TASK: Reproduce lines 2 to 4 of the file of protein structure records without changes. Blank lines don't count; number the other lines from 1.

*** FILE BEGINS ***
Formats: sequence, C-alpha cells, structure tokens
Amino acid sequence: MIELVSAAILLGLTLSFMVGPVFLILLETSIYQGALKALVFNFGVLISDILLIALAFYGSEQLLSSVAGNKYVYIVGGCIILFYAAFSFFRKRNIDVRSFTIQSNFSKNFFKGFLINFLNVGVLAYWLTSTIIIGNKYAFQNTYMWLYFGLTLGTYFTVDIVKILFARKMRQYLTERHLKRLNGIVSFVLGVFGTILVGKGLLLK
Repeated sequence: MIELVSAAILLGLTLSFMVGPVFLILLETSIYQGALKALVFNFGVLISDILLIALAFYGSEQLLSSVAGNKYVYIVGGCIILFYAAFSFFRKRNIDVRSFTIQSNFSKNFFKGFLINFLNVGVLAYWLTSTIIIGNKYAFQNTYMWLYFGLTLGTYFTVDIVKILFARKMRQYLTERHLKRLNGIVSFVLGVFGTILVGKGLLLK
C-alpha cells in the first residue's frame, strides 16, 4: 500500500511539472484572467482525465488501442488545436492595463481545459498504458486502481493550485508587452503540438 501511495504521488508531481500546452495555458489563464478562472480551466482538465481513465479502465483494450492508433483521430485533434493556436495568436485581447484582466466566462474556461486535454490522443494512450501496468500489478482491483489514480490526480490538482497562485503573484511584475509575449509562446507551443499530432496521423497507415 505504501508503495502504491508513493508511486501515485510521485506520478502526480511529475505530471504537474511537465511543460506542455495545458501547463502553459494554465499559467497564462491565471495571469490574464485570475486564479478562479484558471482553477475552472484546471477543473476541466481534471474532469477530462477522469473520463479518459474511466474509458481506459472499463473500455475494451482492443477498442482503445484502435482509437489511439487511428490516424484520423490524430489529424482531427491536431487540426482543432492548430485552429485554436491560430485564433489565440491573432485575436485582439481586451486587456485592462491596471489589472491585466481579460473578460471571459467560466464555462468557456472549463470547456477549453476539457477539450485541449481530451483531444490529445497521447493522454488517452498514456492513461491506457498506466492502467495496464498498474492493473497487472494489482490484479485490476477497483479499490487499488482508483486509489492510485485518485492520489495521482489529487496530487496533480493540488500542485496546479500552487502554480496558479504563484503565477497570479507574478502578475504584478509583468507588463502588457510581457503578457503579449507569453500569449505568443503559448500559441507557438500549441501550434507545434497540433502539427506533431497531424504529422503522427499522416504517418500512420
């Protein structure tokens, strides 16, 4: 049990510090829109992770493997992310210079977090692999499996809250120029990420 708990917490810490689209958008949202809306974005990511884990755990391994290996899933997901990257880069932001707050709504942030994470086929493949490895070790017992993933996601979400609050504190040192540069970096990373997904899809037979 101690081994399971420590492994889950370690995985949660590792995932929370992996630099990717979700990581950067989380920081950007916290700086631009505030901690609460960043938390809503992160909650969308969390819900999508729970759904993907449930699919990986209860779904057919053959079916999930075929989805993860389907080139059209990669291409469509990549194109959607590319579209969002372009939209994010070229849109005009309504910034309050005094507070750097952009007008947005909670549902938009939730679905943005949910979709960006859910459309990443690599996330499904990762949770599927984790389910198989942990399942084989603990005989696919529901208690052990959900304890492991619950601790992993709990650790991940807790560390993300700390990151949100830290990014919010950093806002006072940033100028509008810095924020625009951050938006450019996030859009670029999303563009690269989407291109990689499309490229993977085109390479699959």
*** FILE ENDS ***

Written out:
Amino acid sequence: MIELVSAAILLGLTLSFMVGPVFLILLETSIYQGALKALVFNFGVLISDILLIALAFYGSEQLLSSVAGNKYVYIVGGCIILFYAAFSFFRKRNIDVRSFTIQSNFSKNFFKGFLINFLNVGVLAYWLTSTIIIGNKYAFQNTYMWLYFGLTLGTYFTVDIVKILFARKMRQYLTERHLKRLNGIVSFVLGVFGTILVGKGLLLK
Repeated sequence: MIELVSAAILLGLTLSFMVGPVFLILLETSIYQGALKALVFNFGVLISDILLIALAFYGSEQLLSSVAGNKYVYIVGGCIILFYAAFSFFRKRNIDVRSFTIQSNFSKNFFKGFLINFLNVGVLAYWLTSTIIIGNKYAFQNTYMWLYFGLTLGTYFTVDIVKILFARKMRQYLTERHLKRLNGIVSFVLGVFGTILVGKGLLLK
C-alpha cells in the first residue's frame, strides 16, 4: 500500500511539472484572467482525465488501442488545436492595463481545459498504458486502481493550485508587452503540438 501511495504521488508531481500546452495555458489563464478562472480551466482538465481513465479502465483494450492508433483521430485533434493556436495568436485581447484582466466566462474556461486535454490522443494512450501496468500489478482491483489514480490526480490538482497562485503573484511584475509575449509562446507551443499530432496521423497507415 505504501508503495502504491508513493508511486501515485510521485506520478502526480511529475505530471504537474511537465511543460506542455495545458501547463502553459494554465499559467497564462491565471495571469490574464485570475486564479478562479484558471482553477475552472484546471477543473476541466481534471474532469477530462477522469473520463479518459474511466474509458481506459472499463473500455475494451482492443477498442482503445484502435482509437489511439487511428490516424484520423490524430489529424482531427491536431487540426482543432492548430485552429485554436491560430485564433489565440491573432485575436485582439481586451486587456485592462491596471489589472491585466481579460473578460471571459467560466464555462468557456472549463470547456477549453476539457477539450485541449481530451483531444490529445497521447493522454488517452498514456492513461491506457498506466492502467495496464498498474492493473497487472494489482490484479485490476477497483479499490487499488482508483486509489492510485485518485492520489495521482489529487496530487496533480493540488500542485496546479500552487502554480496558479504563484503565477497570479507574478502578475504584478509583468507588463502588457510581457503578457503579449507569453500569449505568443503559448500559441507557438500549441501550434507545434497540433502539427506533431497531424504529422503522427499522416504517418500512420